Music News


If you hope to greet the Void by hosting a rave on the rim of a crater (to paraphrase Henry Miller), the understated, rather sad-eyed Play might sound faint and indecisive compared to the multi-tracks and the single minds of the Prodigy or the Chemical Brothers. Yet Moby, the vegan/Christian/moralistic antimoralist continues on an old-fashioned quest to craft electronic pop/rave that corresponds sonically to his state of mind. He often succeeds: No other current pop composer can draw harsh guitars and beats together with simple piano arpeggios and sighing synthesizers to such elegant effect. Moby's strategies are always enjoyable. On the 1995 album Everything Is Wrong, he set lovable Ritalan-deprived dance tunes against pensive instrumentals; on 1996's Animal Rights, secondhand speed-rock guitars scrubbed those pensive instrumentals raw, but with Moby's own squalling vocals in front, it took some getting used to. This time he's stepped back a few. The music he builds to support sampled gospel singers, as well as the bluesman who sings on "Trouble Now," counters the album's lack of surefire club momentum with the effect of elegiac-at-any-speed. Everyone's got their own notion of how to play out this millennium, and this album is not for the crater. It's for gazing across a frozen lake. -- John Young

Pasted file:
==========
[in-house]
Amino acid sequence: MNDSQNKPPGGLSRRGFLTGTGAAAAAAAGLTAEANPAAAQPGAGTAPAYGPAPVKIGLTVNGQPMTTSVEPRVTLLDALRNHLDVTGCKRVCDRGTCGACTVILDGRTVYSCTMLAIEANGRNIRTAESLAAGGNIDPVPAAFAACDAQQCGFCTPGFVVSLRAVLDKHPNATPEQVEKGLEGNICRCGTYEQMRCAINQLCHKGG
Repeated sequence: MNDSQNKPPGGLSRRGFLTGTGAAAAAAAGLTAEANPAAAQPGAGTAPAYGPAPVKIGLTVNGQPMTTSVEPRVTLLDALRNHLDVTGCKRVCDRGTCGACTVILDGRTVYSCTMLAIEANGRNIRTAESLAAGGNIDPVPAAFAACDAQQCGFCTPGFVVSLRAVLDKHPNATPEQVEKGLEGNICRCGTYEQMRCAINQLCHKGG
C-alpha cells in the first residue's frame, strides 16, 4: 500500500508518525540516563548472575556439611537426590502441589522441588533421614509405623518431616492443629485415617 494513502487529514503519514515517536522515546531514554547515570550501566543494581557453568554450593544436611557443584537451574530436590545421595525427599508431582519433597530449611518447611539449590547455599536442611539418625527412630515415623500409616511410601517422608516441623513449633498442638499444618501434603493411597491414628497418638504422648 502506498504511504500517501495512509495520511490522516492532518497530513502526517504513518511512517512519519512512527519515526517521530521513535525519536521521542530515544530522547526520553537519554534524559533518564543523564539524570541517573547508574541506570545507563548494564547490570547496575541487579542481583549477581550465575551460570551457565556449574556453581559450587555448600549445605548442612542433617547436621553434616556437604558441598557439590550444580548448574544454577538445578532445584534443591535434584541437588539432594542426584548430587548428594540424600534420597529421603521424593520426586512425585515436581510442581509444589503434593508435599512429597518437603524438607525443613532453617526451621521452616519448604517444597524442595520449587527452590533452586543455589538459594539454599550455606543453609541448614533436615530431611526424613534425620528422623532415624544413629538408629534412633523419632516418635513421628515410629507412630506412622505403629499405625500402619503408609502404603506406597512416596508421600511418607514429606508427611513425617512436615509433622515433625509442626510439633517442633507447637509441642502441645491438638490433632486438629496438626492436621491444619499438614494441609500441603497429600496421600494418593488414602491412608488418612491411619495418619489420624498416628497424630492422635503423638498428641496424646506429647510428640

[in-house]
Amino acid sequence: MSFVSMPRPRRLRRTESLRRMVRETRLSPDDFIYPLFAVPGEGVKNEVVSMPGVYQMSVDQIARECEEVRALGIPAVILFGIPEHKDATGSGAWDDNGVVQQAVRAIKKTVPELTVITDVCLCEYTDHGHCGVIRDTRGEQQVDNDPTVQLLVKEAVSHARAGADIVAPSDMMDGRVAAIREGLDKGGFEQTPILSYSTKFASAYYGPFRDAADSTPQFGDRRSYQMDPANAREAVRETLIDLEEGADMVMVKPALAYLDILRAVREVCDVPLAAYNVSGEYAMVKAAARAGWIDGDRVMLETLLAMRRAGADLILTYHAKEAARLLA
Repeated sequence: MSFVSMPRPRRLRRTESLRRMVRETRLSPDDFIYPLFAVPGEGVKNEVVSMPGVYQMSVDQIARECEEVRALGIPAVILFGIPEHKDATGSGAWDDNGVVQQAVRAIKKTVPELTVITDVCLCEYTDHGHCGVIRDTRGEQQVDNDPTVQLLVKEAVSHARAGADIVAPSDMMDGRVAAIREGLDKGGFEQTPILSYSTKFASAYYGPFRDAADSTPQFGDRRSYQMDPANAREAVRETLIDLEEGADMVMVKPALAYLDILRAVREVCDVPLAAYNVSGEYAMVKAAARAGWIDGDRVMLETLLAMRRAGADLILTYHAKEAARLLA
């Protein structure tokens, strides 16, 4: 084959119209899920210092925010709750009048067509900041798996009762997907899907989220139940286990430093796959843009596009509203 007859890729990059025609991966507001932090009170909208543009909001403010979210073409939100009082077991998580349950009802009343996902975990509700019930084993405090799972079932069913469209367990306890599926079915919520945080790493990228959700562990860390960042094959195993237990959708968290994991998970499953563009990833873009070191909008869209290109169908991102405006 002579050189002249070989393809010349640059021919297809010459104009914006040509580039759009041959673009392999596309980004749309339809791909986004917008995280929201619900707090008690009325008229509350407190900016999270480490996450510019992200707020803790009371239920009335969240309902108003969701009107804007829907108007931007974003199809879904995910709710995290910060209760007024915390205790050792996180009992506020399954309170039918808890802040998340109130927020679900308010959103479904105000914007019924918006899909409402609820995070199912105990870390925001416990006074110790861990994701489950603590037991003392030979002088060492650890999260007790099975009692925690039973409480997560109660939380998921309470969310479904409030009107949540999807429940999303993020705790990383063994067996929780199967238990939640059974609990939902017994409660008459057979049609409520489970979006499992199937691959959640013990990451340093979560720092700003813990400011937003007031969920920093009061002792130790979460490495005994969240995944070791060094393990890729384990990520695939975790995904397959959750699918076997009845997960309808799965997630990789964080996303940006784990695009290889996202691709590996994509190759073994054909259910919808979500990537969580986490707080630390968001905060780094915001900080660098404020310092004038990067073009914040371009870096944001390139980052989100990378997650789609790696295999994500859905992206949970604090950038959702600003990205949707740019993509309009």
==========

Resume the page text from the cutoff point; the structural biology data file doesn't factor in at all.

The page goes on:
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John Young